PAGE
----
The Rosemary Quigley Memorial Scholarship honors a remarkable woman who achieved her personal, educational, and professional ambitions in spite of the constant presence of cystic fibrosis in her life. Rosemary was a devoted wife, friend and family member, and had a certain predisposition for travel and adventure. She relished the challenges and enrichment of her academic studies at Harvard and Michigan that, along with various internships, governmental appointments, and fellowships, led to her career as a medical ethics professor and health policy attorney. Rosemary's refusal to allow cystic fibrosis to hold her back from living fully was one of her most defining characteristics. In fact, she once wrote: "I am discouraged by people who confer admiration on my most basic accomplishments; I seek supporters who never think I have done too much, who will push me further for as long as possible. I focus my spirit to outlast my withering body." Rosemary passed away at the age of 33 in 2004. In her memory, Rosemary's husband, family, friends, and colleagues established this scholarship program to enable and inspire young adults with cystic fibrosis to engage in academic studies that will lead them to lives and careers of personal and professional fulfillment.

Tess Dunn of Santa Cruz, California, has been awarded a $2,000 scholarship from the Quigley family. She graduated high school with a 3.67 GPA while working hard in the classroom and staying involved in community service, dance, as well as being a singer and songwriter. Dunn is headed to California State University at Monterey Bay and will major in Interdisciplinary Human Communications.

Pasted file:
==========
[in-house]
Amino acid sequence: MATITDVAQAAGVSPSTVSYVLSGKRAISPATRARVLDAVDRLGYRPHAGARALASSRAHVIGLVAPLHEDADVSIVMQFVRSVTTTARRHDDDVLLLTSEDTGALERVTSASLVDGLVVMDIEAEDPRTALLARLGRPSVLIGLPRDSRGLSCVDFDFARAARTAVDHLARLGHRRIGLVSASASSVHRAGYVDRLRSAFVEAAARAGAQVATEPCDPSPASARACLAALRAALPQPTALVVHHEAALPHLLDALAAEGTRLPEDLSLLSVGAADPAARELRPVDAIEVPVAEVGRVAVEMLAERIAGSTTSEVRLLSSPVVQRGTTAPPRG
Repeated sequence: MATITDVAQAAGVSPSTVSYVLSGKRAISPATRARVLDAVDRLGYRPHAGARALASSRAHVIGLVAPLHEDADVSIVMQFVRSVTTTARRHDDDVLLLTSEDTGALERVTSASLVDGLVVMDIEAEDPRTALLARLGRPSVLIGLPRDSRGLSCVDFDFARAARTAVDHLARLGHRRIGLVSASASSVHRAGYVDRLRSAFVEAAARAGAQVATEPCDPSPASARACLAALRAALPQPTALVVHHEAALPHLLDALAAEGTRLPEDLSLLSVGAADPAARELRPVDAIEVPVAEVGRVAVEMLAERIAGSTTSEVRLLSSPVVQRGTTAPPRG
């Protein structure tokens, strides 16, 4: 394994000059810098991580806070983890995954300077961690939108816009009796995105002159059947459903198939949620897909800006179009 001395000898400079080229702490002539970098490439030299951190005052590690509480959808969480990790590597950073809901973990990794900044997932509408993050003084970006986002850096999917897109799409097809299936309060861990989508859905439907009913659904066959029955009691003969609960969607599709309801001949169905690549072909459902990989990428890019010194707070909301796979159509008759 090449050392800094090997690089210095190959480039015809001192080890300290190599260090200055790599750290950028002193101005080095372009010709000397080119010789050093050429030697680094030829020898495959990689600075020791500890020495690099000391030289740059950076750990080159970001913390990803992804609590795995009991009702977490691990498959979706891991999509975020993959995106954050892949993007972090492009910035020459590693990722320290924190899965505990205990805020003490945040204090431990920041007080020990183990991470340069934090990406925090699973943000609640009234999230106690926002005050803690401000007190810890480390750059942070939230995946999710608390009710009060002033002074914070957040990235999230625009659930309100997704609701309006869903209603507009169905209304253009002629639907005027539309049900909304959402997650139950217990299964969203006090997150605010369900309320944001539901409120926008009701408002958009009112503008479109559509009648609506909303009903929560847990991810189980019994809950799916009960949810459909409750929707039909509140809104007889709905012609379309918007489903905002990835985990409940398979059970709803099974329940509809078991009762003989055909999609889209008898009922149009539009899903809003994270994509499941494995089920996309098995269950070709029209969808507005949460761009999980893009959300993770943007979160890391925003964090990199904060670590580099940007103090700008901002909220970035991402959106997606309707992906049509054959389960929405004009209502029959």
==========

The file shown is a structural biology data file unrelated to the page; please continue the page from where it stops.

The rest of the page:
Kiersten Cash is also the recipient of a $2,000 scholarship which will help her cover tuition at the University of Florida, where she has been accepted into the Honors Program. Her mother, also a CF patient, taught her from a young age how important compliance and discipline are. Cash plans to double major in Political Science and Economics and eventually go to law school.

Thomas Kerekes was awarded a $1,000 scholarship which will provide financial assistance for him at the University of Georgia. The College Board presented him with the AP Scholar with Honor Award for his performance on his AP Exams over the past two years. Kerekes plans to work in basic sciences in order to understand the genetics of chronic disease pathology and eventually earn a graduate degree.

« Previous Page